TheJournal.ie uses cookies. By continuing to browse this site you are agreeing to our use of cookies. Click here to find out more »
Dublin: 10 °C Monday 20 October, 2014

NTA says it is rectifying Irish Rail ticket price issues

The National Transport Authority said anomalies exist because it could not move in one step to rectify everything without putting hardship on users.

Image: LWY via Flickr/Creative Commons

THE NATIONAL TRANSPORT Authority has been called on to rectify issues with some Irish Rail ticket prices.

Rail Users Ireland (RUI) said today that there were “serious errors” in the fare changes which came into force in December 2013.

It alleged that the changes made by the National Transport Authority (NTA) were incomplete and as a result “created a series of serious inconsistencies”, resulting in fare increases for many journeys.

According to RUI, it is now cheaper to travel from Rush & Lusk to Grand Canal Dock than the shorter distance from Rush & Lusk to Dublin Pearse.

RUI spokesman Mark Gleeson said: “The only way to resolve the inconsistencies in Irish Rail’s fare structure is to start with a clean sheet, ensuring that there is a direct relationship between the distance traveled and the fare charged”.

RUI is calling on the National Transport Authority to resolve this issue within one week, with a comprehensive revision undertaken to eliminate all inconsistencies by the end of 2014.

It also asks that all future changes to fare zone and bands be subject to public consultation.

Bye laws

RUI added:

Under Irish Rail’s bye laws (SI 109 1984, section 6) it is deemed to be an act of fare evasion if a passenger purchases a ticket, but leaves the train at an earlier station where the fare is greater.

It wants Irish Rail to issue a formal statement that it will not prosecute passengers under this bye law.

In addition, it wants both Irish Rail and Leap Card to retrospectively refund all passengers where they were overcharged as a result of this issue.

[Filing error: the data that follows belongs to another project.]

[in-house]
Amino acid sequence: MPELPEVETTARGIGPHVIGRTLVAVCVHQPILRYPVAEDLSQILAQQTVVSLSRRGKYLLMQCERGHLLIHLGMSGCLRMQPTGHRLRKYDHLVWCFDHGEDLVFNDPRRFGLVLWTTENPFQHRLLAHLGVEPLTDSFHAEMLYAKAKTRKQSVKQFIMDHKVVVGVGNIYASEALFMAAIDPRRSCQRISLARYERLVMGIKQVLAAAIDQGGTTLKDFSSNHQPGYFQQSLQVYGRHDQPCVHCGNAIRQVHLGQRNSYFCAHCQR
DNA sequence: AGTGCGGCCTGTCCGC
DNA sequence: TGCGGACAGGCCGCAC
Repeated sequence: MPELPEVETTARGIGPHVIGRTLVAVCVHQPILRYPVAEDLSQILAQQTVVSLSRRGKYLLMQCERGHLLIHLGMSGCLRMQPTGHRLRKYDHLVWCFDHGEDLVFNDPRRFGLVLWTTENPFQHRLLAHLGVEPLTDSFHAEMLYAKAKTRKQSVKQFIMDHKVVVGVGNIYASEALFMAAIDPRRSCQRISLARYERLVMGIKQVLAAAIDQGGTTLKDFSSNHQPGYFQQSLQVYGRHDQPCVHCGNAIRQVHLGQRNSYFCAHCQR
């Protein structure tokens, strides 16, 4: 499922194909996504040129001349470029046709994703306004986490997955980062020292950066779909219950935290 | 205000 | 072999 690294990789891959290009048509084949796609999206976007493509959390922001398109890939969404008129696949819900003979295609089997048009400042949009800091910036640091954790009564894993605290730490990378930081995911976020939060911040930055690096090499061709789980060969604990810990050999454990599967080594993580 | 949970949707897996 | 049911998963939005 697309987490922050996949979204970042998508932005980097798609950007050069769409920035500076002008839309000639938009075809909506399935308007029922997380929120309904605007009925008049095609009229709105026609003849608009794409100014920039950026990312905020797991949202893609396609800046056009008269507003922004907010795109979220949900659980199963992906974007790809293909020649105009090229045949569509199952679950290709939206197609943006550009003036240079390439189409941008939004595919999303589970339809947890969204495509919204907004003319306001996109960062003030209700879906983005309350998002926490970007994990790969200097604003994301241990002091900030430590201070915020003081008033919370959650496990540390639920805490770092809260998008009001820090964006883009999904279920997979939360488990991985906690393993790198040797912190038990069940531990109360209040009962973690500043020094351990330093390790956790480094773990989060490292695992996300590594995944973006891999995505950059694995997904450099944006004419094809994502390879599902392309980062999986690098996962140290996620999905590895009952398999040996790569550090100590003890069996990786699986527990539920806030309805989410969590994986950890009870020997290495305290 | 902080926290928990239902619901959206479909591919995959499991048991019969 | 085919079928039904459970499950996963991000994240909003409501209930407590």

Response

The National Transport Authority (NTA) said that it inherited a fare and zone structure which was not distance-based, and “which contained major structural inequalities for users”.

We are moving towards a fairer structure of distance-based zonal fares, but are doing this over a number of years, in order to phase-in any significant fare increases for those users who have historically benefitted disproportionately compared to other rail users from the anomalies.

Over the last two years the NTA has been introducing improvements across Iarnród Éireann’s Short Hop Zone fares structure, including removing numerous fares anomalies and better alignment of zone fares to distance travelled.

In this recent determination, the NTA reclassified a number of origin-destination pairings.

However, it pointed out that rectifying historical anomalies “can result in some fares going up and some going down”.

It said it has tried to avoid making changes that will result in large increases in order to mitigate the impact on passengers, or decreases for significant numbers of passengers in order to protect revenues to ensure the amount of services available can be maintained.

It has limited the changes to pairings that have demonstrated very low levels of patronage.  The NTA will continue to remove fare anomalies on a phased basis over the coming years.

Naturally, as we began to make changes to implement a more distance-based fare scheme and then left particular origin-destination pairings for the reasons above, then has led, in the interim, to some station-to-station pockets that don’t follow the natural progression of the zones. In no case has the Authority raised fares beyond the distance-based formula.

These anomalies exist “because we could not move in one step to rectify everything – without either putting undue hardship on users, or damaging the revenue base”, said the NTA.

It is looking at that small number of cases where a longer trip by single ticket costs less than a shorter journey along the same corridor, with a view to possibly bringing forward sooner the required fare reclassification.

Fares examples

NTA said that if you examine the fares from Rush & Lusk prior to it making any amendment:

rail customers from that station were only travelling four stations before they were paying the highest zonal fare, ie the fare from Rush & Lusk to all stations south of Portmarnock were at Zone E, the highest fare. Comparatively, if you look at Greystones, however, a customer from that station starts paying the Zone E fare north of Landsdowne Road.

It gave the example of the Rush & Lusk to Pearse Zone E single adult fare of €5.70, which has not changed zone in 2014 but received the general fares increase.

In the implementation of the distance-based zonal structure, this trip needs to change zone, which will result in a fare reduction for customers. However the NTA recommended that this reduction not take place at this time due to the impact on Iarnród Éireann fare revenue.

Read: Irish Rail cash fares increase from today>

  • Share on Facebook
  • Email this article
  •  

Read next:

Comments (16 Comments)

Add New Comment